• In step 415, the task unit 205 that threw the exception in step 410 invokes the solver 108.
  • Next, in a step 420, the solver 108 determines whether the invoking task unit 205 was requesting input from a foreground user interface, or whether the task unit 205 was executing as a background service. A foreground user interface is a user interface, generally a graphical user interface (GUI) that presents data and/or request input from a user. For example, a form for inputting data may be included in a foreground user interface. In contrast, a background process may periodically synchronize or fetch data, or perform a variety of other tasks, without presenting any interface, or providing a notification, to a user, at least assuming no exception is thrown. If the task unit 205 invoking the solver was executing a foreground request, then step 435 is executed next. Otherwise, the task unit 205 was executing a background request, in step 425 is executed next. When implemented on certain operating systems, step 420 may be skipped. For example, Apple Corporation's iOS does not include background services. Thus, if client 105 is using iOS, the process 400 may proceed directly from step 415 to step 435.
  • In any case, in step 425, the solver 108 causes a notification of the exception to be provided to a user, e.g., via a pop-up box or the like in a GUI of the client 105. Generally, the notification informs the user of the exception, and may describe steps to be taken, e.g., data be provided such as a password, username, etc., to resolve the exception. The notification also generally provides a mechanism for the user to indicate acceptance of the notification, i.e., to proceed to resolve the exception.
  • Following step 425, in step 430, the solver 108 determines whether user input has been received indicating acceptance of the notification. If yes, step 435 is executed next. Otherwise, the process 400 proceeds to step 465, discussed below. In some cases, a user may provide an indication to ignore a notification, e.g., by providing an input to ignore a notification, or by failing to provide input to accept the notification within a predetermined period of time.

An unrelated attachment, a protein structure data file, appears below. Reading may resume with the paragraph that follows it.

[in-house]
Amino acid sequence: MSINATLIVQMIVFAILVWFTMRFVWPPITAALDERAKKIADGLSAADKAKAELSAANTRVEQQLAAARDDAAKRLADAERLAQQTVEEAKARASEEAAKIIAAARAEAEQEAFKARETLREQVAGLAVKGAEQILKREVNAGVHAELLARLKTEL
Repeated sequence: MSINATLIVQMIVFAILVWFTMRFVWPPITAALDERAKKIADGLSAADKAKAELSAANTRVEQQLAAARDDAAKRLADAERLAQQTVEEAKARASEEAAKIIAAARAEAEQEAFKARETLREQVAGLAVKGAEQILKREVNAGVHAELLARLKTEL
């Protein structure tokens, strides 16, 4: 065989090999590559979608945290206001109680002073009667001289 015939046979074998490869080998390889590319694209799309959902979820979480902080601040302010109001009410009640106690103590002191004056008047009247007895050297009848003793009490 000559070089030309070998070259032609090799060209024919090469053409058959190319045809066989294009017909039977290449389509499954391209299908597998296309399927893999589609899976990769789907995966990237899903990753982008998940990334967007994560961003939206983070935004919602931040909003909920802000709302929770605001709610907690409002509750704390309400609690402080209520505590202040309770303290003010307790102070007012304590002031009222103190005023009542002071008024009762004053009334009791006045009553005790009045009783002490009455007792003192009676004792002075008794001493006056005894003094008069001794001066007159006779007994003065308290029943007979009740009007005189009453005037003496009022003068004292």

• In step 435, the solver 108 selects a fragment 109 to attempt to resolve the exception. As mentioned above and as shown in FIG. 5, fragments 109 may be stored and/or accessed in a hierarchical manner. Further, fragments 109 may be stored and/or accessed in other ways, including ???? FIG. 5 is a block diagram of a fragment hierarchy 500. In the hierarchy 500, which may be maintained in metadata associated with a set of fragments 109 stored in a storage unit such as a file system, a relation data store, etc., a task level 505 includes fragments 109 respectively associated with one or more particular task units 205. An application level 510 includes fragments 109 associated with particular applications 106. Thus, application 106 could have various requirements for receiving certain user information, e.g., a phone number, e-mail address, etc. Accordingly, an application level 510 fragment 109 could be provided for use with all task units 205 requesting such information, or in case certain task units 205 required such information but did not have their own task level 505 fragments 109 associated with them. Similarly, a system level 515 includes fragments 109 intended to be generic for all applications included in a computing system. System level 515 may sometimes be referred to as an operating system level, and system level 515 fragments could be included in an operating system.